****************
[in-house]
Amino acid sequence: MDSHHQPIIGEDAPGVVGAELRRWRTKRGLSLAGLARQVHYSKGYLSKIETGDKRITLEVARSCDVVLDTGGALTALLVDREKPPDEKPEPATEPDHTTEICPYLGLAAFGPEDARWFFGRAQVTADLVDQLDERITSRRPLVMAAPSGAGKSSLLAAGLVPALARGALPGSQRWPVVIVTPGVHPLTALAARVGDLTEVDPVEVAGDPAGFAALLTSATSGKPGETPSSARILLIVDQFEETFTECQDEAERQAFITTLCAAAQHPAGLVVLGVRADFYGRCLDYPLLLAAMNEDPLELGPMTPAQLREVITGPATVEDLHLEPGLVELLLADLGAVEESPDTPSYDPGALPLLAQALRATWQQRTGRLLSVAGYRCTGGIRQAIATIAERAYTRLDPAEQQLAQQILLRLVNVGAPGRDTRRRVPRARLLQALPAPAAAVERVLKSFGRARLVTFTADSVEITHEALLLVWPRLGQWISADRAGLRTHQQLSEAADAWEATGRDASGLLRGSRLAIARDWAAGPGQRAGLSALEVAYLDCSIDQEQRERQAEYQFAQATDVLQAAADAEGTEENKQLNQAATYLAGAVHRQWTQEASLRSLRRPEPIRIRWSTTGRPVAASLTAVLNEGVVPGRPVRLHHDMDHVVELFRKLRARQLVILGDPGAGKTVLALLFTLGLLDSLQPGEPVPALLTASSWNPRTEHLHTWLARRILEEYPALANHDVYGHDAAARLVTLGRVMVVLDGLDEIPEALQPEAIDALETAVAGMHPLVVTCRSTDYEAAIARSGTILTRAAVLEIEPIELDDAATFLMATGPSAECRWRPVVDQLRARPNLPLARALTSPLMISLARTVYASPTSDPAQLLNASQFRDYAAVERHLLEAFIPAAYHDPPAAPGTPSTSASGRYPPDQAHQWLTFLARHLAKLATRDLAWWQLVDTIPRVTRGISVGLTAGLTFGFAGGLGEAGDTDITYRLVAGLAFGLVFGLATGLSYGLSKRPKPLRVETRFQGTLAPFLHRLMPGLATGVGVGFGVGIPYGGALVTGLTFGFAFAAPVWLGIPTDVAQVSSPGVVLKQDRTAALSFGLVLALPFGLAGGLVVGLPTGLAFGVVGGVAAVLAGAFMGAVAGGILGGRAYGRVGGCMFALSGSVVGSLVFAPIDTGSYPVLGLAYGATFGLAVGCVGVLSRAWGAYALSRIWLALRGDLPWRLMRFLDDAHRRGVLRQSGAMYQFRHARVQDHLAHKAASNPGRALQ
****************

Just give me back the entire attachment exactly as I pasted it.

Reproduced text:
[in-house]
Amino acid sequence: MDSHHQPIIGEDAPGVVGAELRRWRTKRGLSLAGLARQVHYSKGYLSKIETGDKRITLEVARSCDVVLDTGGALTALLVDREKPPDEKPEPATEPDHTTEICPYLGLAAFGPEDARWFFGRAQVTADLVDQLDERITSRRPLVMAAPSGAGKSSLLAAGLVPALARGALPGSQRWPVVIVTPGVHPLTALAARVGDLTEVDPVEVAGDPAGFAALLTSATSGKPGETPSSARILLIVDQFEETFTECQDEAERQAFITTLCAAAQHPAGLVVLGVRADFYGRCLDYPLLLAAMNEDPLELGPMTPAQLREVITGPATVEDLHLEPGLVELLLADLGAVEESPDTPSYDPGALPLLAQALRATWQQRTGRLLSVAGYRCTGGIRQAIATIAERAYTRLDPAEQQLAQQILLRLVNVGAPGRDTRRRVPRARLLQALPAPAAAVERVLKSFGRARLVTFTADSVEITHEALLLVWPRLGQWISADRAGLRTHQQLSEAADAWEATGRDASGLLRGSRLAIARDWAAGPGQRAGLSALEVAYLDCSIDQEQRERQAEYQFAQATDVLQAAADAEGTEENKQLNQAATYLAGAVHRQWTQEASLRSLRRPEPIRIRWSTTGRPVAASLTAVLNEGVVPGRPVRLHHDMDHVVELFRKLRARQLVILGDPGAGKTVLALLFTLGLLDSLQPGEPVPALLTASSWNPRTEHLHTWLARRILEEYPALANHDVYGHDAAARLVTLGRVMVVLDGLDEIPEALQPEAIDALETAVAGMHPLVVTCRSTDYEAAIARSGTILTRAAVLEIEPIELDDAATFLMATGPSAECRWRPVVDQLRARPNLPLARALTSPLMISLARTVYASPTSDPAQLLNASQFRDYAAVERHLLEAFIPAAYHDPPAAPGTPSTSASGRYPPDQAHQWLTFLARHLAKLATRDLAWWQLVDTIPRVTRGISVGLTAGLTFGFAGGLGEAGDTDITYRLVAGLAFGLVFGLATGLSYGLSKRPKPLRVETRFQGTLAPFLHRLMPGLATGVGVGFGVGIPYGGALVTGLTFGFAFAAPVWLGIPTDVAQVSSPGVVLKQDRTAALSFGLVLALPFGLAGGLVVGLPTGLAFGVVGGVAAVLAGAFMGAVAGGILGGRAYGRVGGCMFALSGSVVGSLVFAPIDTGSYPVLGLAYGATFGLAVGCVGVLSRAWGAYALSRIWLALRGDLPWRLMRFLDDAHRRGVLRQSGAMYQFRHARVQDHLAHKAASNPGRALQ